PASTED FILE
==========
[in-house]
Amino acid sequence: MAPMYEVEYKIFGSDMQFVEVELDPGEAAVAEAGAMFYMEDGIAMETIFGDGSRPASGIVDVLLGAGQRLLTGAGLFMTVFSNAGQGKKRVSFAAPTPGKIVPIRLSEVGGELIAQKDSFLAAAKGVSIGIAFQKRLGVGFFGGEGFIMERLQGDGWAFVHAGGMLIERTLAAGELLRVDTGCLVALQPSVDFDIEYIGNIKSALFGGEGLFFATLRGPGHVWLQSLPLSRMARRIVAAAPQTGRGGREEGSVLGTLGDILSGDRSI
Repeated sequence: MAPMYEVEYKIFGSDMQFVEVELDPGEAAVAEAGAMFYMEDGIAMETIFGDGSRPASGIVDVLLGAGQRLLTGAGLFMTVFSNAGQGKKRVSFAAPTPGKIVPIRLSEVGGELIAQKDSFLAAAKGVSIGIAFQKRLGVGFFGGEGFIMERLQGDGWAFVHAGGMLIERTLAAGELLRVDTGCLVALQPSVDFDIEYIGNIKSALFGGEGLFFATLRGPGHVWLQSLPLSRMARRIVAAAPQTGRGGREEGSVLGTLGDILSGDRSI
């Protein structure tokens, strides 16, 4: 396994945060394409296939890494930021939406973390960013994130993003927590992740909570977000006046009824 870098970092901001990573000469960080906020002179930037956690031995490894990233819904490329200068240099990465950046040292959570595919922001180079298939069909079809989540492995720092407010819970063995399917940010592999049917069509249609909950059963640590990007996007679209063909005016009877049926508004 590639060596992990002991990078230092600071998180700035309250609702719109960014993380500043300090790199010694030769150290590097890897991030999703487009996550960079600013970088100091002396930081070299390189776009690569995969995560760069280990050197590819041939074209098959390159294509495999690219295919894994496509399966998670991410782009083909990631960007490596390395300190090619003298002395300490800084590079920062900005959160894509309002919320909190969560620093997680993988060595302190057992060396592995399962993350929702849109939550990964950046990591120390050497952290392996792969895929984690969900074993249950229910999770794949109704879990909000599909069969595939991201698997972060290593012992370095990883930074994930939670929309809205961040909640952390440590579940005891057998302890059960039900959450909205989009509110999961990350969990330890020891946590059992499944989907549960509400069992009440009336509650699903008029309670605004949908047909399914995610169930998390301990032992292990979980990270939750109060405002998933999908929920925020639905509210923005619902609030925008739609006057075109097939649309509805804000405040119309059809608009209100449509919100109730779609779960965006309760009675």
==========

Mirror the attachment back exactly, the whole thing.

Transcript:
[in-house]
Amino acid sequence: MAPMYEVEYKIFGSDMQFVEVELDPGEAAVAEAGAMFYMEDGIAMETIFGDGSRPASGIVDVLLGAGQRLLTGAGLFMTVFSNAGQGKKRVSFAAPTPGKIVPIRLSEVGGELIAQKDSFLAAAKGVSIGIAFQKRLGVGFFGGEGFIMERLQGDGWAFVHAGGMLIERTLAAGELLRVDTGCLVALQPSVDFDIEYIGNIKSALFGGEGLFFATLRGPGHVWLQSLPLSRMARRIVAAAPQTGRGGREEGSVLGTLGDILSGDRSI
Repeated sequence: MAPMYEVEYKIFGSDMQFVEVELDPGEAAVAEAGAMFYMEDGIAMETIFGDGSRPASGIVDVLLGAGQRLLTGAGLFMTVFSNAGQGKKRVSFAAPTPGKIVPIRLSEVGGELIAQKDSFLAAAKGVSIGIAFQKRLGVGFFGGEGFIMERLQGDGWAFVHAGGMLIERTLAAGELLRVDTGCLVALQPSVDFDIEYIGNIKSALFGGEGLFFATLRGPGHVWLQSLPLSRMARRIVAAAPQTGRGGREEGSVLGTLGDILSGDRSI
């Protein structure tokens, strides 16, 4: 396994945060394409296939890494930021939406973390960013994130993003927590992740909570977000006046009824 870098970092901001990573000469960080906020002179930037956690031995490894990233819904490329200068240099990465950046040292959570595919922001180079298939069909079809989540492995720092407010819970063995399917940010592999049917069509249609909950059963640590990007996007679209063909005016009877049926508004 590639060596992990002991990078230092600071998180700035309250609702719109960014993380500043300090790199010694030769150290590097890897991030999703487009996550960079600013970088100091002396930081070299390189776009690569995969995560760069280990050197590819041939074209098959390159294509495999690219295919894994496509399966998670991410782009083909990631960007490596390395300190090619003298002395300490800084590079920062900005959160894509309002919320909190969560620093997680993988060595302190057992060396592995399962993350929702849109939550990964950046990591120390050497952290392996792969895929984690969900074993249950229910999770794949109704879990909000599909069969595939991201698997972060290593012992370095990883930074994930939670929309809205961040909640952390440590579940005891057998302890059960039900959450909205989009509110999961990350969990330890020891946590059992499944989907549960509400069992009440009336509650699903008029309670605004949908047909399914995610169930998390301990032992292990979980990270939750109060405002998933999908929920925020639905509210923005619902609030925008739609006057075109097939649309509805804000405040119309059809608009209100449509919100109730779609779960965006309760009675």